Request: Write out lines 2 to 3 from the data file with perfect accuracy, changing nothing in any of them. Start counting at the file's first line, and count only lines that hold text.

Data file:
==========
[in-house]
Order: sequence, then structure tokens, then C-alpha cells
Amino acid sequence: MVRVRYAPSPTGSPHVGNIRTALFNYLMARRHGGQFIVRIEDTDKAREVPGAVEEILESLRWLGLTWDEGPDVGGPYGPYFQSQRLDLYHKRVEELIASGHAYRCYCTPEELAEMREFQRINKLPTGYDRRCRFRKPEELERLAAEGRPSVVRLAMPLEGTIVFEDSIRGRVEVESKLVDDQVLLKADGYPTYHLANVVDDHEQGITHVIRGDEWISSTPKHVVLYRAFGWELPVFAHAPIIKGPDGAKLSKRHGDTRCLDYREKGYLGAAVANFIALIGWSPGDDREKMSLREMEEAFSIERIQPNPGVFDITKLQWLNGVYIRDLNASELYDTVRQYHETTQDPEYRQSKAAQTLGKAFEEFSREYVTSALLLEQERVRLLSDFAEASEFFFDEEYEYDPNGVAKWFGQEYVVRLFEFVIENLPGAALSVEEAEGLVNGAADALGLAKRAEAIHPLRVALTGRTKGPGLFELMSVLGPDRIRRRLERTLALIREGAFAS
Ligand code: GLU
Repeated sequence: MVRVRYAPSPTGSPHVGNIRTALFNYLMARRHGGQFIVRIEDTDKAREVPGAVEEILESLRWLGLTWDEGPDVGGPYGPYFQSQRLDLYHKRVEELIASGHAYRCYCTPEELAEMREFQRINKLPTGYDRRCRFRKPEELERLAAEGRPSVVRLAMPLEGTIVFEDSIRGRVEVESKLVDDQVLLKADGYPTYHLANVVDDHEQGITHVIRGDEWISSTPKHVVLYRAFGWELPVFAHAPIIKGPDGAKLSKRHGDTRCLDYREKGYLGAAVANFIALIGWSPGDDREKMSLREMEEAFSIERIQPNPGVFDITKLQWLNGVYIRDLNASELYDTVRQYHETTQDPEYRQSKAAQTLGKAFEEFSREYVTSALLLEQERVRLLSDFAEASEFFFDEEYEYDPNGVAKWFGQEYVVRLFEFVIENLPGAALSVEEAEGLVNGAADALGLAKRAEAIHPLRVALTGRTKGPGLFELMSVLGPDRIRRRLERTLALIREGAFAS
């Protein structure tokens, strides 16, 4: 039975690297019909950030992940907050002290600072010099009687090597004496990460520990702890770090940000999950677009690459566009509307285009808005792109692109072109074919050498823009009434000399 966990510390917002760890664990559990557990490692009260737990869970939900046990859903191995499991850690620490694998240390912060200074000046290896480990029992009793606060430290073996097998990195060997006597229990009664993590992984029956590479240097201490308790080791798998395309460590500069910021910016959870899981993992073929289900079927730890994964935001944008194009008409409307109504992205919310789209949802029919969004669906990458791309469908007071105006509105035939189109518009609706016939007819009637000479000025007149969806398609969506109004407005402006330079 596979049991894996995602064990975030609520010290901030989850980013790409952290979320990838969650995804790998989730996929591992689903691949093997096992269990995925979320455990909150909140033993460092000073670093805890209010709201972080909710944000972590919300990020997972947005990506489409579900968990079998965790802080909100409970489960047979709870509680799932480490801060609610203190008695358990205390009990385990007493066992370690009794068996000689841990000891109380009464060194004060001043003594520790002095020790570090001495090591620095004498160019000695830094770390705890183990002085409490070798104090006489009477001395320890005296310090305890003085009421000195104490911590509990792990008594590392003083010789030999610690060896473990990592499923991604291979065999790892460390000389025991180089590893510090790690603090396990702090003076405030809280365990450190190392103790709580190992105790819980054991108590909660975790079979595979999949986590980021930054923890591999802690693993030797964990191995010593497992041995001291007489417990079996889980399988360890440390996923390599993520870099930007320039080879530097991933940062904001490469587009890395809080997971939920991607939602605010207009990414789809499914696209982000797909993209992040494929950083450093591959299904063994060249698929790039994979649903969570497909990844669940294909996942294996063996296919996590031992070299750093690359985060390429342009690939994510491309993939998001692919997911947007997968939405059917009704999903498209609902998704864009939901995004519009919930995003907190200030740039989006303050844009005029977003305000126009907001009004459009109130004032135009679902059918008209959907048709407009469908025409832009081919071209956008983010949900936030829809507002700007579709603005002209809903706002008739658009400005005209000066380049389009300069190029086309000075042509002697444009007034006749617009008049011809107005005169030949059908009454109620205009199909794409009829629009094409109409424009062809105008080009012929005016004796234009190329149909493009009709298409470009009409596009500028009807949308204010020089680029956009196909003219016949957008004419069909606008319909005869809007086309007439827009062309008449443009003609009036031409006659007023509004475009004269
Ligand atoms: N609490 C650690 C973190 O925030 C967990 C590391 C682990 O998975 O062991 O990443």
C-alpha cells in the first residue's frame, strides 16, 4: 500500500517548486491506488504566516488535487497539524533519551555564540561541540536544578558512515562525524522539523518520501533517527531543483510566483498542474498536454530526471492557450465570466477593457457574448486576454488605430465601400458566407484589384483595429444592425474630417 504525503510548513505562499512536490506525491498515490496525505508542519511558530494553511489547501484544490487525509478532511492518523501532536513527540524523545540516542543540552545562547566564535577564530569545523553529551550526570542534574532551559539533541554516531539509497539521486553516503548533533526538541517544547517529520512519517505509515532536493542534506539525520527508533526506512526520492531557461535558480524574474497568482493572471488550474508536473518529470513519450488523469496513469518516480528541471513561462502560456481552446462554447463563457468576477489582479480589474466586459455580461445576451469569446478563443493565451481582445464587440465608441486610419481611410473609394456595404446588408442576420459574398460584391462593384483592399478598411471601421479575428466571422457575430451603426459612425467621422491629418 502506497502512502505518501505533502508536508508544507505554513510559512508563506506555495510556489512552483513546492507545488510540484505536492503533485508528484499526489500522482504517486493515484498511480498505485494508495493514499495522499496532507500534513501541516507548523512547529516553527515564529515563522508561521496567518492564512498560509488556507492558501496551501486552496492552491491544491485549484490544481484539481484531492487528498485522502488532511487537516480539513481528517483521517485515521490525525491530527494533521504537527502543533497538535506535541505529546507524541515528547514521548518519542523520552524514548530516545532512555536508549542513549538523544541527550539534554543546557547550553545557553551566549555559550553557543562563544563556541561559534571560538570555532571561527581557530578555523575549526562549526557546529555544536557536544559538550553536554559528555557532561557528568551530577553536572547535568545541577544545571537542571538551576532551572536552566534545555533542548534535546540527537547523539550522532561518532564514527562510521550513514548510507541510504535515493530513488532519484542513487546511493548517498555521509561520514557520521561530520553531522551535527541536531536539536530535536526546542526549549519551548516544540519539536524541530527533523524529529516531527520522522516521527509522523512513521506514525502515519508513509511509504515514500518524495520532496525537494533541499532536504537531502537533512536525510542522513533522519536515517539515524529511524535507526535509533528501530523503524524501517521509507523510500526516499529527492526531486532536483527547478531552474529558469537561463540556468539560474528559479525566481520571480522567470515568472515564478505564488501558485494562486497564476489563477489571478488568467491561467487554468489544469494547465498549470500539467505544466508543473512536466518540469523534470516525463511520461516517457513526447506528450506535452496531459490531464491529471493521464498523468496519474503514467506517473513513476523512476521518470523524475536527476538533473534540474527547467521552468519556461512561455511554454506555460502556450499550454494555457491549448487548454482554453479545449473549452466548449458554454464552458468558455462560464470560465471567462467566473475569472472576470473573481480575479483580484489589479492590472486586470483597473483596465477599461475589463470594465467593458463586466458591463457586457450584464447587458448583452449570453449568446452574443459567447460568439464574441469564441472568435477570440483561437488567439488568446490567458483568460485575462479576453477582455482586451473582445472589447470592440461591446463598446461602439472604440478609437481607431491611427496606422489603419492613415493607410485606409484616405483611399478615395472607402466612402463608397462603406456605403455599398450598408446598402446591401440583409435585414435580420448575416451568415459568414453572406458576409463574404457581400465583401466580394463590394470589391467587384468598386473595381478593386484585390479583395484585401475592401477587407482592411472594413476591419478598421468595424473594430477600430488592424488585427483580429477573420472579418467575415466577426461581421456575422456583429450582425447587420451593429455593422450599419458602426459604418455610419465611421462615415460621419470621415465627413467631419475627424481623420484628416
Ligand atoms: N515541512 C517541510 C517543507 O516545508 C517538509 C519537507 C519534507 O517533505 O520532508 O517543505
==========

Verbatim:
Order: sequence, then structure tokens, then C-alpha cells
Amino acid sequence: MVRVRYAPSPTGSPHVGNIRTALFNYLMARRHGGQFIVRIEDTDKAREVPGAVEEILESLRWLGLTWDEGPDVGGPYGPYFQSQRLDLYHKRVEELIASGHAYRCYCTPEELAEMREFQRINKLPTGYDRRCRFRKPEELERLAAEGRPSVVRLAMPLEGTIVFEDSIRGRVEVESKLVDDQVLLKADGYPTYHLANVVDDHEQGITHVIRGDEWISSTPKHVVLYRAFGWELPVFAHAPIIKGPDGAKLSKRHGDTRCLDYREKGYLGAAVANFIALIGWSPGDDREKMSLREMEEAFSIERIQPNPGVFDITKLQWLNGVYIRDLNASELYDTVRQYHETTQDPEYRQSKAAQTLGKAFEEFSREYVTSALLLEQERVRLLSDFAEASEFFFDEEYEYDPNGVAKWFGQEYVVRLFEFVIENLPGAALSVEEAEGLVNGAADALGLAKRAEAIHPLRVALTGRTKGPGLFELMSVLGPDRIRRRLERTLALIREGAFAS